Just how did the Department of Justice issue such a strong reversal in the prosecution of Michael Flynn? CBS News reporter Catherine Herridge sat down with Attorney General William Barr as Democrats [nominally] on Capitol Hill demanded his resignation for dropping the charges. In an interview that will air more fully tonight, Barr declares that the FBI concocted a perjury trap to extend an illegitimate counterintelligence operation, and that the orders to do so came from the very top of the FBI.
As for claims that he is acting as Donald Trump’s hatchet man, Barr reminds Herridge that he told Congress from the start that he would conduct an independent investigation into the circumstances of Operation Crossfire Hurricane. “I’m doing the law’s bidding,” rather than Trump’s bidding, Barr says. “I’m doing my duty under the law, as I see it.”
This is one particular episode, but we view it as part of a number of related acts. And we’re looking at the whole pattern of conduct.
The whole pattern of conduct before?
Yeah, the election.
After the election? Okay. You talk about the importance of timing in this decision. What was the evidence that helped you decide this issue?
I think a very important evidence here was that this was not a bona fide counterintelligence investigation – was that they were closing the investigation in December. They started that process. And on January 4th, they were closing it.
And that when they heard about the phone call, which is – the FBI had the transcripts too – there’s no question as to what was discussed. The FBI knew exactly what was discussed. And General Flynn, being the former director of the DIA, said to them, you know, “You listen, you listen to everything. You know, you know what was said.”
So there was no mystery about the call. But they initially tried some theories of how they could open another investigation, which didn’t fly. And then they found out that they had not technically closed the earlier investigation. And they kept it open for the express purpose of trying to catch, lay a perjury trap for General Flynn.
They didn’t warn him, the way we usually would be required by the Department. They bypassed the Justice Department. They bypassed the protocols at the White House and so forth. These were things that persuaded me that there was not a legitimate counterintelligence investigation going on.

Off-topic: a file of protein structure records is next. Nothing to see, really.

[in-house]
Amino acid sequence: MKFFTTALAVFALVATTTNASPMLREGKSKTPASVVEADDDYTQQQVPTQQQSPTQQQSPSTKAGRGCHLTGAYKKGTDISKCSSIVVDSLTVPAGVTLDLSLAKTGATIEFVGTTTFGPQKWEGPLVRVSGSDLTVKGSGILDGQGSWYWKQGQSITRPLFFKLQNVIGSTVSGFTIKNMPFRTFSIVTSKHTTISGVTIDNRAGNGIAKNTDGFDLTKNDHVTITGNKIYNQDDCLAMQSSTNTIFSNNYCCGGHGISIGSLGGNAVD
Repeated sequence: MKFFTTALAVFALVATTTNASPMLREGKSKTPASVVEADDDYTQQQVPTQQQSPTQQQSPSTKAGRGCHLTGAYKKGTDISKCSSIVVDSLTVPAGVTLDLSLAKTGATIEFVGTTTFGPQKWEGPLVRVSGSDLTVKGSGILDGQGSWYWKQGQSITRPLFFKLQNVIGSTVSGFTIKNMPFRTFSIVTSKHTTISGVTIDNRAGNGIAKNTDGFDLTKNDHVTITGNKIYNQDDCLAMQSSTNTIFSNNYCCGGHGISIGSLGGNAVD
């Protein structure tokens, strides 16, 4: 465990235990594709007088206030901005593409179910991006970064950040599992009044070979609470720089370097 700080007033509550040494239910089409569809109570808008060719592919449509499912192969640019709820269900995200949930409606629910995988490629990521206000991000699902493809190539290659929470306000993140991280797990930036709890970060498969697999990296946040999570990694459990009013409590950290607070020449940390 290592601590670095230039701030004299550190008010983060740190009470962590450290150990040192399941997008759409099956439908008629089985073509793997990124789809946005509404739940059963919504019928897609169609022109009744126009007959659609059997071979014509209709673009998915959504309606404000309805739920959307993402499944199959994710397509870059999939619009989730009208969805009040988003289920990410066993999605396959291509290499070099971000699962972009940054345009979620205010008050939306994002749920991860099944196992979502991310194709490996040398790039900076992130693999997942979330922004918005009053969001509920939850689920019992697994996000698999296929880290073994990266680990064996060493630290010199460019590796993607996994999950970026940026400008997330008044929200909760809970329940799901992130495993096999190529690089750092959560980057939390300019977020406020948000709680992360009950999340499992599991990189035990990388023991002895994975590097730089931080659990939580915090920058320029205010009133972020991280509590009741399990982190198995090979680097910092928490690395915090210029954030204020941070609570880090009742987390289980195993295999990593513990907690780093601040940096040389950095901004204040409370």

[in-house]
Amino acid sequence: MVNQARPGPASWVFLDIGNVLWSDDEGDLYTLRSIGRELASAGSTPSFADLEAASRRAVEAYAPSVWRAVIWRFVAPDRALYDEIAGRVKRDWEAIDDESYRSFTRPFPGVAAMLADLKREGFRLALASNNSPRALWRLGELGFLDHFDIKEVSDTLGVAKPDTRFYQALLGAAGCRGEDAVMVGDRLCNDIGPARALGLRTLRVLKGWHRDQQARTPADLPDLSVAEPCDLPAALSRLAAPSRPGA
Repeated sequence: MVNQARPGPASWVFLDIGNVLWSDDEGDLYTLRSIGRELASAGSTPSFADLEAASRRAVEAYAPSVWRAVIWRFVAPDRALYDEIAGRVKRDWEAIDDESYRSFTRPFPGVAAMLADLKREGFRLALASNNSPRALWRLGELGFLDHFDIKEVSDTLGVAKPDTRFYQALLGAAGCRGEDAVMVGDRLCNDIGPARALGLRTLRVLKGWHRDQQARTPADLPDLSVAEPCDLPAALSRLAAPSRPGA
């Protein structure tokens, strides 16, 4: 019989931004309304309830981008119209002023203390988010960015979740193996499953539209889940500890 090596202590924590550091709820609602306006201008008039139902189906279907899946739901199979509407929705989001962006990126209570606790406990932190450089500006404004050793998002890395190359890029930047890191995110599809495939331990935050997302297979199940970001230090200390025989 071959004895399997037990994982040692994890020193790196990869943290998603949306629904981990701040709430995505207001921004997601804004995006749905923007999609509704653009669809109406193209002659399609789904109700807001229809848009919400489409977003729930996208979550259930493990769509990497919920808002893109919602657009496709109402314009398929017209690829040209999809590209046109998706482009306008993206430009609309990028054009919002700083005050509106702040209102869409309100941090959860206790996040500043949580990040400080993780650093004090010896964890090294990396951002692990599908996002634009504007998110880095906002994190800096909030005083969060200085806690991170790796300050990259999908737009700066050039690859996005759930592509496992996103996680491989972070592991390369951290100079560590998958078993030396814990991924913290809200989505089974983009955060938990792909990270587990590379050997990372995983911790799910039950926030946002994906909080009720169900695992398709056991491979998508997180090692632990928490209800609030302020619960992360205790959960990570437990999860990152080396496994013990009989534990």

The clip above then cuts to a discussion about consequences for those involved in the perjury trap, but the CBS transcript of the full interview has an explosive statement from Barr that sets the context for Herridge’s question:
Who at the FBI was driving this?
Well, this particular episode, it looks like the impetus came from the seventh floor.
The seventh floor is Director Comey.
I believe it’s Director Comey and the deputy’s office.
That would be Comey and Andrew McCabe, the same two people who have gone on to be celebrated by the media as martyrs for law enforcement. Their involvement in the circumstances that produced the basis for Flynn’s prosecution remains part of John Durham’s broader probe into Crossfire Hurricane, but they aren’t the only FBI officials who might get caught in that investigation. At RealClearInvestigations, Mark Hemingway counts all the ways this process got corrupted in order to press charges against the national security director. It’s a bit too detailed to excerpt, but RCI sent these bullet points for consideration:
- The FBI took three weeks, not the requisite five days, to deliberate on and compose Flynn’s 302 form.
- Peter Strzok, the top agent who interviewed Flynn, took an unusual role in producing the 302, which would normally be the job of the other agent present, Joe Pientka.
- In one text to his FBI lover Lisa Page, Strzok tells her he is heavily editing Pientka’s 302 form to the point he’s “trying not to completely re-write” it.
- Page, who did not attend the interview, reviewed the 302 form and made editing suggestions. FBI personnel not present at interviews aren’t supposed to edit 302s.
- During the process, Page texted Strzok, “Is Andy good with the 302?” – presumably referring to FBI deputy director Andrew McCabe.
- Former special agent Thomas Baker said it was “not normal and suspicious” that it took three weeks for Pientka’s 302 form to be filed.
- Baker: ”We never changed an agent’s 302. … So for us to read … that Peter Strzok said he virtually rewrote the whole thing – it damned them with their own words.”
- James Gagliano, retired 25-year veteran of the FBI: “For [Strzok] to send that 302 to Lisa Page, a non-badge wearing, non-credential-having FBI agent is unconscionable.”
- Hovering over all the questions about what happened with Flynn’s 302 is the silence of Pientka, the other agent.
Be sure to read the whole thing. Put together, it’s clear that something stinks about the FBI’s targeting of Flynn. And put together with all of the errors, omissions, and lies in pursuit of the FISA warrant on Carter Page, the picture of a rogue and political FBI comes into much sharper focus. James Comey has to answer for that — and it’s William Barr’s job to make sure he does.
Finally, as my friend Andrew C. McCarthy argued on my show yesterday, this should put an end to the 302 process at the FBI. This abuse of that process would never have worked if the FBI was required to do what all other law enforcement agents have done for decades — record the audio of their interviews. The risk of manipulation is so great that it’s amazing that Congress hasn’t stepped in yet to demand it, but Barr should take this opportunity to end the 302 process. Until they do, or maybe even after they do, it behooves anyone who sits down for an interview with FBI agents to record those conversations for themselves. This episode has made it quite clear that the FBI can abuse that 302 process for their open purposes without much consequence or oversight.